June 11, 2007

Is the tide turning in favor of Bhutanese Nepalese refugees?!

The news has made me little bit happier. Is respectful repatriation of Bhutanese refugees (of Nepalese origin) seen in the horizon? Today's ekantipur writes;

Bhutanese refugees an int'l issue: India

Kantipur Report

KATHMANDU, June 11 - India has for the first time said the outstanding Bhutanese refugees issue is an international problem, a marked departure from what the southern neighbor has maintained on the impasse to date.
"It is an international problem and the government of India is trying to work out a solution," The Indian Express, an English daily, quoted Indian Foreign Minister Pranab Mukherjee as saying.

India had been dubbing the refugee issue as a bilateral issue between Nepal and Bhutan, to date.

The remarks of the Indian foreign minister comes at a time when Bhutanese refugees have been eagerly waiting for Indian support for their repatriation. Indian authorities had stopped their Long March -- a campaign for voluntary repatriation -- early this month.

Emerging from a meeting with West Bengal Chief Minister Buddhadev Bhattacharjee at his residence in Kolkata Saturday night, Mukherjee informed the media that Bhattacharjee told him the refugee problem was creating serious problems in law and order situation in Bengal, and it was unacceptable" to the state government.

"Nepal claims that these are not Nepalese citizens and Bhutan is also not ready to accept them. The refugees want to enter Bhutan and they want to pass through Indian territory," Mukherjee further said.

During the meeting, the Chief Minister urged Mukherjee to initiate a dialogue with Nepal and Bhutan, according to the newspaper.

However, Mukherjee said, "We are on friendly terms with both countries. The issue of Bhutan refugees cropped up 11 years ago (sic) and as far as I know there are about 100,000 refugees in the camps. The population of Bhutan is about 600,000. If these 100,000 people enter Bhutan it would create demographic imbalance."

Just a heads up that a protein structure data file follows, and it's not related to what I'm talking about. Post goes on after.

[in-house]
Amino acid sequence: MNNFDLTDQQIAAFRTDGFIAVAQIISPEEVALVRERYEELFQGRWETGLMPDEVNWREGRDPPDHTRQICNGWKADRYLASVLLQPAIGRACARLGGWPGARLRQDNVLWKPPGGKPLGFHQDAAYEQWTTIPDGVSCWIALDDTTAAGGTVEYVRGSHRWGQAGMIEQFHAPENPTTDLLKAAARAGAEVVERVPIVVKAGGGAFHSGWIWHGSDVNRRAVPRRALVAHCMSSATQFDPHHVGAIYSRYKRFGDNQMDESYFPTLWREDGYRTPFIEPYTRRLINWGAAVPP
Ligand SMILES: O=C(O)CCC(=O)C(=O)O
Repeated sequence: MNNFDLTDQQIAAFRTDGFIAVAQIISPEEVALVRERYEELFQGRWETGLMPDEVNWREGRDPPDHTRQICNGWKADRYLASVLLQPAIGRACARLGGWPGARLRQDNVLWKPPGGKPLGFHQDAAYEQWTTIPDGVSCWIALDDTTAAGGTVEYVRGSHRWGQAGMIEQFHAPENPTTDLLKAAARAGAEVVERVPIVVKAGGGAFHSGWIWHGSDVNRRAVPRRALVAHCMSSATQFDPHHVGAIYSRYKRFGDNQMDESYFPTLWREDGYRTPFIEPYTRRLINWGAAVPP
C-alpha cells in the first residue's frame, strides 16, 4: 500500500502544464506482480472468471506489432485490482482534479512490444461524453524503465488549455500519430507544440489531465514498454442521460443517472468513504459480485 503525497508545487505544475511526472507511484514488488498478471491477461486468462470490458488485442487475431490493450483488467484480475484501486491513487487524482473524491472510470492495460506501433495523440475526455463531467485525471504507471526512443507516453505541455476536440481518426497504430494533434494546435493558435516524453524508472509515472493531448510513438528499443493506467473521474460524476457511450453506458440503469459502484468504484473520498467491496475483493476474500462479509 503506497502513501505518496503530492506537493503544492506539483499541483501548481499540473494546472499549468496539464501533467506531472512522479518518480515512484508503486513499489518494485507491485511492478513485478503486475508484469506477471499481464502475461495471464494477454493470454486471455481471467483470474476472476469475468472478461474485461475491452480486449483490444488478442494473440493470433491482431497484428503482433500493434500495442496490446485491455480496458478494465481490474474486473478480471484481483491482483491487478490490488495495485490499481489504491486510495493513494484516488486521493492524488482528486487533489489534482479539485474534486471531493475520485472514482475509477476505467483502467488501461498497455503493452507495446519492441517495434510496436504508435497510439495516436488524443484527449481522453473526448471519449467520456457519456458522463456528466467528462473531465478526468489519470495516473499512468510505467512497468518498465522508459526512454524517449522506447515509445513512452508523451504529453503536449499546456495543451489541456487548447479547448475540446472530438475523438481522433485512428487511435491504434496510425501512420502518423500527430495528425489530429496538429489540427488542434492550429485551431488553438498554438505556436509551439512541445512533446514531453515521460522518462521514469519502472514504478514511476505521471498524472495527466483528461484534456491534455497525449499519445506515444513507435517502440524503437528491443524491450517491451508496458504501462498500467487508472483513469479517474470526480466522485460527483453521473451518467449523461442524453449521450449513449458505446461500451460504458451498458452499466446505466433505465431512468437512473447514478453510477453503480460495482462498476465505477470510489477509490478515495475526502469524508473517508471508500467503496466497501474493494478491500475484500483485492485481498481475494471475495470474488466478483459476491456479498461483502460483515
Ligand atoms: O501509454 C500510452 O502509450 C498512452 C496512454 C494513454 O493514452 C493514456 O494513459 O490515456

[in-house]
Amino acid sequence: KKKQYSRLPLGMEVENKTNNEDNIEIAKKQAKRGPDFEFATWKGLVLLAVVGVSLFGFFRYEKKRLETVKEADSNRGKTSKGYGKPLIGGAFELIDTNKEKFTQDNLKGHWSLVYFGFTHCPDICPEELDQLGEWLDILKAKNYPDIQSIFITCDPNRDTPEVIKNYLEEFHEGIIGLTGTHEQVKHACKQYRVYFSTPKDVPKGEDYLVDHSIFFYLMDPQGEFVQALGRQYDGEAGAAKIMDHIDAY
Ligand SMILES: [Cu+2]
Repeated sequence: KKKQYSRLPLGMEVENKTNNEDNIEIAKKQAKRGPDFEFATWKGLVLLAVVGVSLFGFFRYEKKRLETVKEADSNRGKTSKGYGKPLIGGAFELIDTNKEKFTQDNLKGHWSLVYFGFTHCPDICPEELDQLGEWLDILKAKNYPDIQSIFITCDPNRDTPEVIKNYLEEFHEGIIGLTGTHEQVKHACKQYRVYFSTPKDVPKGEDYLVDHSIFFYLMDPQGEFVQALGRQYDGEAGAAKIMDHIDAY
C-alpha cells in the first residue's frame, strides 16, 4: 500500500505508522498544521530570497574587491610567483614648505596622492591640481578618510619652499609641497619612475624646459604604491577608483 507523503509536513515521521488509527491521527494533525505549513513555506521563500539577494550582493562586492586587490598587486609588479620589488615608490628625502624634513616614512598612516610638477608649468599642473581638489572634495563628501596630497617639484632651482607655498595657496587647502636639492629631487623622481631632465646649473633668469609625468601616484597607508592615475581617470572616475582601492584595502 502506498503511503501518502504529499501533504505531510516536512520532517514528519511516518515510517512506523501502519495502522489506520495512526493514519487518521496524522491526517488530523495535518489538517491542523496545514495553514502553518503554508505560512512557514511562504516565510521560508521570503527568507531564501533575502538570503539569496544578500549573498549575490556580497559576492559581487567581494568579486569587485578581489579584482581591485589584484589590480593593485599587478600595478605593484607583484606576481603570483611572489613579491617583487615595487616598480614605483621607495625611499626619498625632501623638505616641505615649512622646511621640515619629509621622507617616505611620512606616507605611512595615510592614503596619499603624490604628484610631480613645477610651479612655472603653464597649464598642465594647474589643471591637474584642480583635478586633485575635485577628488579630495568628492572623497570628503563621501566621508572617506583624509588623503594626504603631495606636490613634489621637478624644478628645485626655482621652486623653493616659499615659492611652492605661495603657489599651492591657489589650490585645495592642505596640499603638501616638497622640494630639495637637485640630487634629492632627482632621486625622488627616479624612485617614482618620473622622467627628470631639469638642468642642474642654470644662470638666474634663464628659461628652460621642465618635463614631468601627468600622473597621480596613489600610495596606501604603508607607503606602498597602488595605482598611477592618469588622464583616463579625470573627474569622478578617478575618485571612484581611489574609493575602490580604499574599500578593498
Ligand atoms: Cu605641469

Two weeks ago, at least two refugees succumbed to bullet injuries during a clash with Indian Seema Suraksha Bal deployed at Mechi Bridge bordering Nepal and India in the east, as refugees attempted to return to Bhutan via India, which was a part of their "Long March", a campaign for voluntary repatriation. But the refugees halted the campaign for 15 days after signing an agreement with the district official of Darjeeling. The Indian official agreed that the Indian government would make its stand on the refugee stalemate known within 15 days.

Posted on: 2007-06-10 19:49:07 (Server Time)

Although India till now shamelessly told to the World that this problem of Bhutanese refugees in Nepal was a bilateral matter between Nepal and Bhutan, it can't be solved without India's good intentions. Bhutan must have taken India's persmission or must have informed Indian government in advance before evicting its own people. Bhutan is a semi-colony of India. I read recently somwhere that every second car running on Bhutanese streets is either of Indian military or Indian inteliigence.

The key to slove this problem is in Indian government's hands. Bhutan will do whatever Delhi commands.

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